It’s no wonder that they are selling printed T-shirts with the slogan, “I just survived a meeting that should have been an email.” It’s a dreadfully common occurrence.
A client Diane recently shared this anecdote: She was awaiting a response to a proposed course of action from Drew, a senior leader. Assuming he has questions or concerns, she suggests they meet to discuss, and he agrees. They get on the call. After a few minutes of informal chit chat, he says, “I read your proposal—totally agree with it. I just need to check with Sasha on the timing for when we move forward.” She’s happy with the outcome but mystified about why he even accepted her invite. She commented, “That was DEFINITELY a meeting that could have been an email.”
Conversely, we’ve all seen zombie email threads that just won’t die. A typical scenario: Someone has what they think is a straightforward question. Surely it can be answered through a quick email; no need to call a time-consuming meeting. They send the email to five people, assuming one will respond. But then…two people respond with different answers. A third riffs on why they don’t agree with the first person. A fourth challenges the assumptions of the third... And then the “reply all’s” just start flying. By the time the fifth person checks email, there are 32 emails, the original question hasn’t been answered, hackles are up, there’s active disagreement between the people on the thread, and the “reply all’s” keep on coming. Finally, someone stops the madness with the inevitable: “Let’s hop on a quick call to resolve.” It was an email that should have been a meeting.
The amount of time wasted in meetings and in email is staggering. Our research indicates that 36% of people do not believe the volume of email they receive is appropriate for their role, and that 27% of all meeting time is wasted.
One simple solution to this egregious misuse of time is simply knowing when email is the right medium versus when a live discussion is required.
To instill that discipline in your organization, simply remind your team to use these simple rules to be EPIC collaborators.
1. Emotion: The minute a topic becomes “loaded,” email is no longer effective. We misread tone, overreact, decrease empathy and become oppositional, rather than collaborative. We no longer assume positive intent. Hold a high standard for yourself and others to “pick up the phone” as soon as the temperature starts to rise.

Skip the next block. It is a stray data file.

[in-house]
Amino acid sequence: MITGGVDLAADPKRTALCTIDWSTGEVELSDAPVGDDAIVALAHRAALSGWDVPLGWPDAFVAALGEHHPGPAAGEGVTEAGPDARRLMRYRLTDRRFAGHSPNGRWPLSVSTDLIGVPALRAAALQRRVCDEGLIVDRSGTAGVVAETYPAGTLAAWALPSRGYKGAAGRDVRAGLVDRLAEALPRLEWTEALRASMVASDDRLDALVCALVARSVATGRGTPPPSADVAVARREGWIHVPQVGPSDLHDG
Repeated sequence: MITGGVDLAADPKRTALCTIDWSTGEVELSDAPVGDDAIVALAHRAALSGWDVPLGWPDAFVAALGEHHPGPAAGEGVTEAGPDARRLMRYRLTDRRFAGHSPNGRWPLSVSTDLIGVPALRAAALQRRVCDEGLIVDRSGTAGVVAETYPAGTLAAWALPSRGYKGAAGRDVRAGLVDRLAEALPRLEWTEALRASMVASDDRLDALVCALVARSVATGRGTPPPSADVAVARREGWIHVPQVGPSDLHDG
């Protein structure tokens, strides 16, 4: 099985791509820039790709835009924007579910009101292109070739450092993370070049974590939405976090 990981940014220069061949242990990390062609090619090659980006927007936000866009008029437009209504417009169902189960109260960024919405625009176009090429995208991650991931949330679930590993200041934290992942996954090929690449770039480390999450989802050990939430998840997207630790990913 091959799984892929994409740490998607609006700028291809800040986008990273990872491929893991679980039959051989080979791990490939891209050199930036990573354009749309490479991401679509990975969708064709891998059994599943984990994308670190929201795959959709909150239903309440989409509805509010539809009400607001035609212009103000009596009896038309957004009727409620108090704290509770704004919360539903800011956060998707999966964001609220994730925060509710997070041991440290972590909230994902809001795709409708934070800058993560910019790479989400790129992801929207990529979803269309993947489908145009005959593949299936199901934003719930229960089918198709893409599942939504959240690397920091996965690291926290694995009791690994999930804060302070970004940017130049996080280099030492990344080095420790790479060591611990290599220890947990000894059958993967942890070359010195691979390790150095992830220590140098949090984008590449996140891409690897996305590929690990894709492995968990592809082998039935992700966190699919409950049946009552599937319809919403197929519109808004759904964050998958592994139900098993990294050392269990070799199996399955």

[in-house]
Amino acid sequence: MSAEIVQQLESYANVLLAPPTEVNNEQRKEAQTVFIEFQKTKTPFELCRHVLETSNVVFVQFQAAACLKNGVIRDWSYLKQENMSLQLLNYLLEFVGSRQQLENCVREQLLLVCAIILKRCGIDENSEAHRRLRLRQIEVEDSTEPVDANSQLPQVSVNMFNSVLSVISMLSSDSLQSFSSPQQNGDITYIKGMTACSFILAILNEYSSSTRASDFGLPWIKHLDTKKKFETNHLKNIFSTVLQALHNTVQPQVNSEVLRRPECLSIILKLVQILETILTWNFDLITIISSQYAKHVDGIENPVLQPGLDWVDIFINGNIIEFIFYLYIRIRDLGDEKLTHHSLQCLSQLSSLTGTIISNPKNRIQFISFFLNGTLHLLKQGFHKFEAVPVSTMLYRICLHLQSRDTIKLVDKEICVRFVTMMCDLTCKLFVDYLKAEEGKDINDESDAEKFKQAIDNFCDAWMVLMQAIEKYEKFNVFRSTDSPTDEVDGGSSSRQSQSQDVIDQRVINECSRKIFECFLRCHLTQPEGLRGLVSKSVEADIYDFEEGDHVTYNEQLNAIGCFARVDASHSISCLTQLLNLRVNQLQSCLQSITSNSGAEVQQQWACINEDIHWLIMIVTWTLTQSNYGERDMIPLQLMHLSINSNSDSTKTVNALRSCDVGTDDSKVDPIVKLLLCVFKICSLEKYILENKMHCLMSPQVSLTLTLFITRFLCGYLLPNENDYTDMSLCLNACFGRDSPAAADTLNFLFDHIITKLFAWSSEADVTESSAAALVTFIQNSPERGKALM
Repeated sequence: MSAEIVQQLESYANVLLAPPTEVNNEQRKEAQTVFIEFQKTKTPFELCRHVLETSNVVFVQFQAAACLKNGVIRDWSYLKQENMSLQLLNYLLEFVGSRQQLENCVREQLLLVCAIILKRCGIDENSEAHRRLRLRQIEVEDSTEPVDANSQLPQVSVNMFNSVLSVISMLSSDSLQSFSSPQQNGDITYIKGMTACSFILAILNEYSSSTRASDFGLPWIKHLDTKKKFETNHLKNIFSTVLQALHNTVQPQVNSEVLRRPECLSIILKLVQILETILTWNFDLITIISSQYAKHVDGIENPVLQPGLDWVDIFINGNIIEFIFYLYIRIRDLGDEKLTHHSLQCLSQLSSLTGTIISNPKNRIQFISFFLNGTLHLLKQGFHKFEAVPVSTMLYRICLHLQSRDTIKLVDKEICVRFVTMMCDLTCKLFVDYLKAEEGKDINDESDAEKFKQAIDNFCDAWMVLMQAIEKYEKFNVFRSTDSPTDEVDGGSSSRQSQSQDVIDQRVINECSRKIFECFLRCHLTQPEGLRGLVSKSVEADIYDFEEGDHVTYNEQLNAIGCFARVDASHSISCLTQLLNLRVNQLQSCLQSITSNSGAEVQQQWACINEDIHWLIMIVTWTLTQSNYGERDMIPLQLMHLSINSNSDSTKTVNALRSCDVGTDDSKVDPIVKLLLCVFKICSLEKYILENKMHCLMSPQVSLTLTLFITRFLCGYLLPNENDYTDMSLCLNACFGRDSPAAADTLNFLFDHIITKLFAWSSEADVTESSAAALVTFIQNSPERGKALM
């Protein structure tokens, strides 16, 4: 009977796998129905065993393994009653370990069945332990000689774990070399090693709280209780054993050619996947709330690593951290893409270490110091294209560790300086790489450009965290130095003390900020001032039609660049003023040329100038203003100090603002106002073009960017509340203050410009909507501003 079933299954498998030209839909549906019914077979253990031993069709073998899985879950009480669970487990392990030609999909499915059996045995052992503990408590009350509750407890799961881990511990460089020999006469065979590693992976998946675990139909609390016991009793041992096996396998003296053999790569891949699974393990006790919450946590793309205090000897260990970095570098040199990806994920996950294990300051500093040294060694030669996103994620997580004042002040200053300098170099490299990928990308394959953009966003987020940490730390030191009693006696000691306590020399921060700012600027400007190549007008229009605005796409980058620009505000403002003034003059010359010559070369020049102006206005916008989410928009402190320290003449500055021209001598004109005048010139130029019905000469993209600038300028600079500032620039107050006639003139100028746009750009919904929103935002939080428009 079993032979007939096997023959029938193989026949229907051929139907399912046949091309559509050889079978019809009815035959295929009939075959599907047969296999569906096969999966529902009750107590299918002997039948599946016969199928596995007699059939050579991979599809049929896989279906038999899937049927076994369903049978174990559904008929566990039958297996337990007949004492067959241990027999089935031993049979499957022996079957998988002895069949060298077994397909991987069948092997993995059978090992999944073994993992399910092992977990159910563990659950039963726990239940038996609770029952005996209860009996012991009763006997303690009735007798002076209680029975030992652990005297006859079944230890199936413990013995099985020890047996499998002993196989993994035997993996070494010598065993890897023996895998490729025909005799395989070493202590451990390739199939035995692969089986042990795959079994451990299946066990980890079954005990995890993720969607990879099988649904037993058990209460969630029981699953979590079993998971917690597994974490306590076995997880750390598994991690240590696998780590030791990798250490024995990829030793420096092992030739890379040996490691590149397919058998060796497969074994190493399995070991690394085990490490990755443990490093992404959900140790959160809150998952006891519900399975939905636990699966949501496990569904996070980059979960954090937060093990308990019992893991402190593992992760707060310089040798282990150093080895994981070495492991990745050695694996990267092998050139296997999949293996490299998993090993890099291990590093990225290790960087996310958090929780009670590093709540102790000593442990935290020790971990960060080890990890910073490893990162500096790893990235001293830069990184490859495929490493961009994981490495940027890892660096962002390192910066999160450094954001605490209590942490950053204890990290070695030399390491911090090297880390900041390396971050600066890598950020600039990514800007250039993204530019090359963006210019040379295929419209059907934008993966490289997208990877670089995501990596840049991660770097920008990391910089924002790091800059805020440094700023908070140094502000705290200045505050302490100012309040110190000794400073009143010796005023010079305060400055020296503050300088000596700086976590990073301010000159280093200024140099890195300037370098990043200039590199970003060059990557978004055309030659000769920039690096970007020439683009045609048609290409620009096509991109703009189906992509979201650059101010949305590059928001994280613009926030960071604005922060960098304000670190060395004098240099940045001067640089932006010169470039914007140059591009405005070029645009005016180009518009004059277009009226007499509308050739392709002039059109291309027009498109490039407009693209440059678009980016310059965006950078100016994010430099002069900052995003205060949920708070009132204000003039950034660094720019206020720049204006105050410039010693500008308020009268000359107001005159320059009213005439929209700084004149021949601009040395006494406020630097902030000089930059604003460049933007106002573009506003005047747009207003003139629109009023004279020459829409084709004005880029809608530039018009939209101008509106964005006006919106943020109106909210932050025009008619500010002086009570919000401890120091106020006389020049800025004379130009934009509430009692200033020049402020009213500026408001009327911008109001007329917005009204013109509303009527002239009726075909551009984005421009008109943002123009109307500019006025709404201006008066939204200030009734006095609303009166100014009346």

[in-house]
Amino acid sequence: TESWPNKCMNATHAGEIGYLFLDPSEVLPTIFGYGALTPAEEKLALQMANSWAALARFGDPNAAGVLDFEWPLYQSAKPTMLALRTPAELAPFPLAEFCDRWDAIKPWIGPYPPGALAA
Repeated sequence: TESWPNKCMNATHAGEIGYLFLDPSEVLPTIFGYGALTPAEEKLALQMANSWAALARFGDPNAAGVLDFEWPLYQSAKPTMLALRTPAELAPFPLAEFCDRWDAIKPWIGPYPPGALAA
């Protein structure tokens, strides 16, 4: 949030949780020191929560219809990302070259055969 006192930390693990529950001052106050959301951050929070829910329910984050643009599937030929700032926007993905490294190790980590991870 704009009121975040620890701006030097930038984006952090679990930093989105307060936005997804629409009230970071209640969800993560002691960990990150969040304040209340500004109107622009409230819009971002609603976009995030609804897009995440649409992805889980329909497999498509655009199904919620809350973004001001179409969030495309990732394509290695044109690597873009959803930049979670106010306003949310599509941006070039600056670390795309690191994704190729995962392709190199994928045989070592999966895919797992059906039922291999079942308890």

2. Purpose: Before calling a meeting, ask yourself this question: What will be different as a result of this meeting? If the answers is something like “people will know…” or “I will have shared…”—then your goal is simply to inform. In that case, chances are it could be accomplished with an email or other asynchronous technology, saving everyone precious time. In contrast if your answer is “solved a problem” or “mapped out our interdependencies,” a meeting is in order.
3. Interpersonal: Strong relationships fuel effective collaboration—and make work more fulfilling. When you’re on the fence about whether a meeting or email would be more effective, consider which would best strengthen relationships with your colleagues. Sometimes a funny, charming email can make their day. Sometimes, a virtual coffee is just what is needed. Integrate the importance of relationships into your daily decisions about when to schedule a meeting or send an email (or giphy!).
4. Complexity: People speed read emails—often missing critical details or essential data and then respond in ways that complicate, rather than resolve the issue. The more a topic is nuanced, the less likely it is to get resolved via email. If you find yourself explaining key details in the third paragraph of an email or sending it to more than four people, it’s likely that a meeting would be a faster, better way to move the work forward. In fact, a recent study suggests that a combination of individual think time and in-person meeting time is the best way to solve complex issues.
We’ve all been in meetings that could have been an email—and on email threads that should have been a meeting. Eliminate wasted time and energy by more strategically matching the medium to the situation.